A Process for Designing Lighting for the Stage (Part 10): Hanging Cardboards and Instrument Schedules

Once the light plot is in the hands of the lighting crew, they can begin hanging lights.  In educational institutions this is sometimes performed over the course of several day of short sessions of work by a small crew.  It is more common in professional circumstances to have a very short period of carefully scheduled time in which a moderately large crew of electricians installs all of the lighting equipment.  If this is to be done efficiently, organization and preparation are key.  If many people are to work on lighting in a short period of time, a light plot is an inconvenient document to use to guide such a session since it cannot be in the hands of the crew in the beam position at the same time another crew has it on the SL FOH Boom position and at the same time another crew uses it to hang the first electric.  Therefore, once he gets the light plot, it is not uncommon for the Master Electrician or the Assistant Light Designer to create a series of Hanging Cardboards.  The hanging cardboards are individual drawings of each position (usually in 1/2 inch scale)  each containing the important information from the light plot and any additional note that will expedite the hang of that position  See an example below.

In past years when the light plot was hand-drafted (often in 1/4″ = 1′-0″ scale) the hanging cardboards would be hand drafted in 1/2″ = 1′-0″ scale with technical pen on  art board so that it would be rigid, durable and easy for the electricians to read and write on.  Once the hang is complete, the cardboards can be collected and any notations made on them can be updated to the plot.  With the advent of CAD,  hanging cardboards can be created using the same light plot file with the use of viewports and visibilities to eliminate extraneous  detail.  Once plotted to paper, they can be spray-mounted (I use 3-M spray 77) to bristol or heavier drawing or mounting board. Note that the Cardboard for the 1st Beam position above does not have the auditorium details beneath the fixtures that the plot did.  This increases the clarity of the drawing which, otherwise might be confused by the fragments of detail that would otherwise be there. A close examination of the sample Hanging Cardboard will reveal that the electricians appear to have already used this one to hang the position because they have filled in the circuit numbers, indicating which circuit and dimmer each instrument was connected to.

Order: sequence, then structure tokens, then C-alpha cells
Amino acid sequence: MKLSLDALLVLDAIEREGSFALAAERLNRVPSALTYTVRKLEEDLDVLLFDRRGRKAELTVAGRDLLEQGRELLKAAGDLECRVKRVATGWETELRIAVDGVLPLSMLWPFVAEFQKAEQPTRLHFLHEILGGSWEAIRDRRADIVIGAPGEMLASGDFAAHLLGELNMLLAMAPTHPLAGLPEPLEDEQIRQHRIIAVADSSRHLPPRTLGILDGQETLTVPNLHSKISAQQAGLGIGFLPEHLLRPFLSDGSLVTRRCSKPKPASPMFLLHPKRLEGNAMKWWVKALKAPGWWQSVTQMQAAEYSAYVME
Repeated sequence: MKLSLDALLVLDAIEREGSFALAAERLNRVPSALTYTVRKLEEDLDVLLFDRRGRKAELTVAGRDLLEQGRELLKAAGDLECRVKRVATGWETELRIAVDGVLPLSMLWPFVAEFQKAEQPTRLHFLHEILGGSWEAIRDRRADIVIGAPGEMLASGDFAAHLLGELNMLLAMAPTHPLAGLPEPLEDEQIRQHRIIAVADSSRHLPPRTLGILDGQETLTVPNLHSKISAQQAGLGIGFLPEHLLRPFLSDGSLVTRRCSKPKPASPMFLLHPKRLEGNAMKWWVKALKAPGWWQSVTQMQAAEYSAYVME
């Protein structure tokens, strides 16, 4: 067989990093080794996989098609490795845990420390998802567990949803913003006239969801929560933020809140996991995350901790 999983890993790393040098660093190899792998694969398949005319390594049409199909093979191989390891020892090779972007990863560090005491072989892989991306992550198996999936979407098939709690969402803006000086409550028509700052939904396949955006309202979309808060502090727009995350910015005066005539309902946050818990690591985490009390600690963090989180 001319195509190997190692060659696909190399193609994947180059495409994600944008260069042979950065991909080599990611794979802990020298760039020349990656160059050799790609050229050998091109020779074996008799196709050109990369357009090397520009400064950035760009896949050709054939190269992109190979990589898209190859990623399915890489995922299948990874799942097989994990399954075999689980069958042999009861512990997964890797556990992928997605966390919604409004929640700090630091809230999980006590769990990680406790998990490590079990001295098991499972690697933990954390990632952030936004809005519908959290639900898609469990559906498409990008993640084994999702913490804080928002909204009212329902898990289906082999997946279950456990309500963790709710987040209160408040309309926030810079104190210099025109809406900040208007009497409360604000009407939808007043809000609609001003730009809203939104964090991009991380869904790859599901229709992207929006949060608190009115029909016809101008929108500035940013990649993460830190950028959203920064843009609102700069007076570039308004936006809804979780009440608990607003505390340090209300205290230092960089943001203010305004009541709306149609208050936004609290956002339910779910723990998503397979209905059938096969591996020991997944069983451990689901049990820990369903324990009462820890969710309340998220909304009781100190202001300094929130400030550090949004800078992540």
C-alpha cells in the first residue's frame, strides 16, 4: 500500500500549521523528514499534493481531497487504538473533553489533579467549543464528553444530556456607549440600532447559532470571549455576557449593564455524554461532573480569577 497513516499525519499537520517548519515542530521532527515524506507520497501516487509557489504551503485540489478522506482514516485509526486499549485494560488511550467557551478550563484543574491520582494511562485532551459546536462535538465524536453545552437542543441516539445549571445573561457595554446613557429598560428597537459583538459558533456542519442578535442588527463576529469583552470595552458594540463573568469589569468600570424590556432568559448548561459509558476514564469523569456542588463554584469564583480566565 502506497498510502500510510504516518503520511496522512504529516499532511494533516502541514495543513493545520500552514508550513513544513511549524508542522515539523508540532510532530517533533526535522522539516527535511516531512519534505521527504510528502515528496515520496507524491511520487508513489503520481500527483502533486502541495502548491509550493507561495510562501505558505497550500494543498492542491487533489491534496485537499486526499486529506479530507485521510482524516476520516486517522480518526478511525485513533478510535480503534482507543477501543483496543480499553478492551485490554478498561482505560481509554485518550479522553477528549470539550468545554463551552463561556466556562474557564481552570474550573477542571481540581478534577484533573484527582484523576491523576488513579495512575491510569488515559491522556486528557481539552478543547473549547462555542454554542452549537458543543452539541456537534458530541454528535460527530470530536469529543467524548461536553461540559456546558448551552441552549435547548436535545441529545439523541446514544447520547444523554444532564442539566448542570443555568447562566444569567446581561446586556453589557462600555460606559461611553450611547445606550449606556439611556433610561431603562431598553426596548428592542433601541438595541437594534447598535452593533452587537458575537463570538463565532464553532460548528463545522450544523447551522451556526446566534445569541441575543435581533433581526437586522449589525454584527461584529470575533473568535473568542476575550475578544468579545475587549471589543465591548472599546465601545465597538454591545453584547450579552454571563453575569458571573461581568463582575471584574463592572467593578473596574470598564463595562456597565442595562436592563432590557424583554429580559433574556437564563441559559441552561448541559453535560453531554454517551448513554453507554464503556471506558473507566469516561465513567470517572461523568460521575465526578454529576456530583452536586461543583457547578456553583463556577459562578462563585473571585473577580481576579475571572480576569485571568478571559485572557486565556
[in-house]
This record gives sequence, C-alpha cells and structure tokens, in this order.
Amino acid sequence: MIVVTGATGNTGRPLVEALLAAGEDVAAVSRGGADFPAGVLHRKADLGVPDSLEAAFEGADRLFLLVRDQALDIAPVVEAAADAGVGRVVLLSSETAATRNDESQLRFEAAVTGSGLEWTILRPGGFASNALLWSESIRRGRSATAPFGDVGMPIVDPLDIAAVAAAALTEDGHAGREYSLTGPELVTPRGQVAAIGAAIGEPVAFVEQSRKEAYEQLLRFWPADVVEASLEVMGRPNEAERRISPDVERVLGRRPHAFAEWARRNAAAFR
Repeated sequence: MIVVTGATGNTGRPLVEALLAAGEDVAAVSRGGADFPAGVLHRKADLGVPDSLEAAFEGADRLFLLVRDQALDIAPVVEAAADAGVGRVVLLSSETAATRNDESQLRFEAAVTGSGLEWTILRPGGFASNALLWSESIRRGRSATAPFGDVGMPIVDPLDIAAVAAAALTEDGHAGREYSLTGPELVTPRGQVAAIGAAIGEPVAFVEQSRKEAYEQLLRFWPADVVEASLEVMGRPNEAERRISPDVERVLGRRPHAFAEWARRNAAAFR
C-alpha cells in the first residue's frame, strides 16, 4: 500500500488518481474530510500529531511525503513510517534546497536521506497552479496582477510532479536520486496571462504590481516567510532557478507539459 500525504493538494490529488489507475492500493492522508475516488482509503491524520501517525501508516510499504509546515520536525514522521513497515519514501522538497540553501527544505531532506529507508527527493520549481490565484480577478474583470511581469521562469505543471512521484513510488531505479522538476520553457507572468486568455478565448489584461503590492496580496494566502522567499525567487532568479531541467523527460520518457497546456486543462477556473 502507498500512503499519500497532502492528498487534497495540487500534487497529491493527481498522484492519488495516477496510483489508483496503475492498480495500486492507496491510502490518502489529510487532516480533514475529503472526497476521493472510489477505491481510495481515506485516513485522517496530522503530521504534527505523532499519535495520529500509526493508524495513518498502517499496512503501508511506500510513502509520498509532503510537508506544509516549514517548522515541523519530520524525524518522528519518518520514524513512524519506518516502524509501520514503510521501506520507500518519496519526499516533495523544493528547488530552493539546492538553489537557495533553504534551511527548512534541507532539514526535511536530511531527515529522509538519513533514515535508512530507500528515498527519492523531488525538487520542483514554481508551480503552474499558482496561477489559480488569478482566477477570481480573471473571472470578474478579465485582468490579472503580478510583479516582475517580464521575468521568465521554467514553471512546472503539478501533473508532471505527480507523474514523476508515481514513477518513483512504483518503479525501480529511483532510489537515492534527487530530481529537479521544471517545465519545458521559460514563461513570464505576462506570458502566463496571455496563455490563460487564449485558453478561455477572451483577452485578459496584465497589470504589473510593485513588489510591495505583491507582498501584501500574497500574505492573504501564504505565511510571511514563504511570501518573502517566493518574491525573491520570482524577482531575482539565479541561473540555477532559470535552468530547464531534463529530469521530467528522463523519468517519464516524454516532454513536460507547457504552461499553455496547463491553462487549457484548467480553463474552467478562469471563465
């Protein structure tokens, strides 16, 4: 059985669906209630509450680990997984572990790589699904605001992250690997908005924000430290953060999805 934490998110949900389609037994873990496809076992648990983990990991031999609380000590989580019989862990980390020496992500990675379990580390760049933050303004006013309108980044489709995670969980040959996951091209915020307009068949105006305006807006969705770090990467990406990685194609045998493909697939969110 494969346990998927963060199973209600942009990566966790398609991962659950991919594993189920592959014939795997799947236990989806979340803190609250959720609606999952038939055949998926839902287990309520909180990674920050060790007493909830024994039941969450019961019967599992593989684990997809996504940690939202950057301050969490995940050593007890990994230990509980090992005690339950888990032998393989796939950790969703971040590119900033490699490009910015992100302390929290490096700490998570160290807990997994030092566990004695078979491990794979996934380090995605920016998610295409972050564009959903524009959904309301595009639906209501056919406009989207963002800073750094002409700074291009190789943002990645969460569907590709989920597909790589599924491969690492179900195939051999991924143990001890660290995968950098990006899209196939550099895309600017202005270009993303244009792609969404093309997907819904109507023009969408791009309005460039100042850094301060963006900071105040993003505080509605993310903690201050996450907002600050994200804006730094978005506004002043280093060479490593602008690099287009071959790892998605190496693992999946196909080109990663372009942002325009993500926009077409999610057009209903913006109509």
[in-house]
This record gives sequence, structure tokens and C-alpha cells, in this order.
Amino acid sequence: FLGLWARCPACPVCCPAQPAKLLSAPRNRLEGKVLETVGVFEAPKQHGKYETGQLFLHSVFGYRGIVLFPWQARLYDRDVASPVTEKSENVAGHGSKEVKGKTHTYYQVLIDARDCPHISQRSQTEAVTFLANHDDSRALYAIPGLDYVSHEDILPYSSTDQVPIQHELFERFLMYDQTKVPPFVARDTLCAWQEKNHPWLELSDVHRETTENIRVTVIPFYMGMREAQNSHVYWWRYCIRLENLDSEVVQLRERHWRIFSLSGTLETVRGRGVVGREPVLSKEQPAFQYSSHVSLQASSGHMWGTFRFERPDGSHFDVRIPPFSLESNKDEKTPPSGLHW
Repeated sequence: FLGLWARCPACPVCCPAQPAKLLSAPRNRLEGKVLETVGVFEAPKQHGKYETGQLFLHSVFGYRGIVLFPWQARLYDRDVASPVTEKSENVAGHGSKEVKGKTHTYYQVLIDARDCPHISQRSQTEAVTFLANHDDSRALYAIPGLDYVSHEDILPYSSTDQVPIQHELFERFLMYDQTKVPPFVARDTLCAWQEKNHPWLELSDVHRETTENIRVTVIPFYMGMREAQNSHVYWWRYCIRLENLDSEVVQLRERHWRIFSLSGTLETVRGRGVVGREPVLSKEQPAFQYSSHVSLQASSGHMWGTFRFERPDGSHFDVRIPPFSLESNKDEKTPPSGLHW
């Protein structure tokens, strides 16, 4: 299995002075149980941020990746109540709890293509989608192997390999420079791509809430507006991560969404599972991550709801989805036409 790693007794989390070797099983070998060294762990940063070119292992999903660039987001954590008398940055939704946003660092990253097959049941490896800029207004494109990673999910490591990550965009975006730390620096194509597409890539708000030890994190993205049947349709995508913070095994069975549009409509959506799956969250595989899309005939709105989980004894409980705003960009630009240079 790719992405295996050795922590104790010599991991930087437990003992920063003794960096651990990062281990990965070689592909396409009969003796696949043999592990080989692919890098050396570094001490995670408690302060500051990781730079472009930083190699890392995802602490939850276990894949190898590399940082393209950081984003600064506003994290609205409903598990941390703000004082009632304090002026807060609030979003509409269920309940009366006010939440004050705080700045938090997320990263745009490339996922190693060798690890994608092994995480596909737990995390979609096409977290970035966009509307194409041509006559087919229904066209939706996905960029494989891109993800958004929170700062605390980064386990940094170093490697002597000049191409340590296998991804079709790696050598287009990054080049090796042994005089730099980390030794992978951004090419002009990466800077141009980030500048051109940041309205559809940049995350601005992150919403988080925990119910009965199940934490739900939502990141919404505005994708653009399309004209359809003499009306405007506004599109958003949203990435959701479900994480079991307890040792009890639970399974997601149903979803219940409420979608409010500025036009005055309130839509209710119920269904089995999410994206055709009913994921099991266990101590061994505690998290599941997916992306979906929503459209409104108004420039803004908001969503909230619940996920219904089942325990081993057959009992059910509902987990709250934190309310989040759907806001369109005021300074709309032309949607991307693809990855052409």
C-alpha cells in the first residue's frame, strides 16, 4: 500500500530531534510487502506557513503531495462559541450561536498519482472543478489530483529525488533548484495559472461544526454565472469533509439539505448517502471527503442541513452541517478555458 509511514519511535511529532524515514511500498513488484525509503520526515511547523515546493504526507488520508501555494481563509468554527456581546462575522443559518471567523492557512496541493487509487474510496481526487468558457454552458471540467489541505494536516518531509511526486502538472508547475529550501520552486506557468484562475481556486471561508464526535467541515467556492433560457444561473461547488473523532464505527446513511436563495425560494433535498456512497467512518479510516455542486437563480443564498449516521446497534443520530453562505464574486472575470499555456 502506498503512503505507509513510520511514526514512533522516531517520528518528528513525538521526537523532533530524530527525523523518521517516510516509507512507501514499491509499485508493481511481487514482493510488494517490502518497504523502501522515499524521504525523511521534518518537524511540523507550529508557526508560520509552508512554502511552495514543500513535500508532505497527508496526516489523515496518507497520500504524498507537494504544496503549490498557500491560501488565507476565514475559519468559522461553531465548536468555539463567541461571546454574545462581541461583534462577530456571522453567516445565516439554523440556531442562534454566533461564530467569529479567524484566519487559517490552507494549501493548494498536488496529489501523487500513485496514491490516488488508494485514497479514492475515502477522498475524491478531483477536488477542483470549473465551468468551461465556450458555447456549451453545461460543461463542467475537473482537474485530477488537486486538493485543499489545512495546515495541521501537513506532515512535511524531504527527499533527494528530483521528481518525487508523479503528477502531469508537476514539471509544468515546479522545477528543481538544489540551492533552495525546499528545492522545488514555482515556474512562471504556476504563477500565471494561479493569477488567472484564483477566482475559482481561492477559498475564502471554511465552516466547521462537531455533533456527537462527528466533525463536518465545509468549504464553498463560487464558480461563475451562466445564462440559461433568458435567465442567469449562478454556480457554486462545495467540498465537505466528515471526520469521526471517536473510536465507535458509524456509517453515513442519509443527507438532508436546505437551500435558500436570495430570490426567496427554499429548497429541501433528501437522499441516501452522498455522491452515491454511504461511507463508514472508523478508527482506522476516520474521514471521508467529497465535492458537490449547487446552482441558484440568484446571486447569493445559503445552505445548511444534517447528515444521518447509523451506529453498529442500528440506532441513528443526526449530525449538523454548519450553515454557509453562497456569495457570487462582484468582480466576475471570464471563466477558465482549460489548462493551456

Another important document is the Instrument Schedule.  The instrument schedule is a non-graphic table listing all of the fixtures in a show by position and in instrument number order.  Each entry includes all pertinent information concerning each fixture.

SAMPLE, Prima Donna Instrument Schedule: Fixture on 1st Beam

Take an opportunity to compare the sample of an Instrument Schedule.  Notice that important information having to do with each instrument in included in the table and organized by Hanging Position and by Instrument Number.  Notice also, that the circuit numbers from the hanging cardboard are included for each instrument.  Two hanging positions are included on this page of the Instrument Schedule.  They are clearly labeled “1st Beam Position” and “SL FOH Boom”. Compare the Instrument Schedule with the Hanging Cardboard.  Both document the First Beam position but do so in different ways.  At certain points in the process, one may be slightly more useful than the other, but they work together to provide the information in the most appropriate format for those in need of it.

Next time we will examine more of the necessary supporting paperwork

That’s enough for now! Have fun!  Be safe!

SJM

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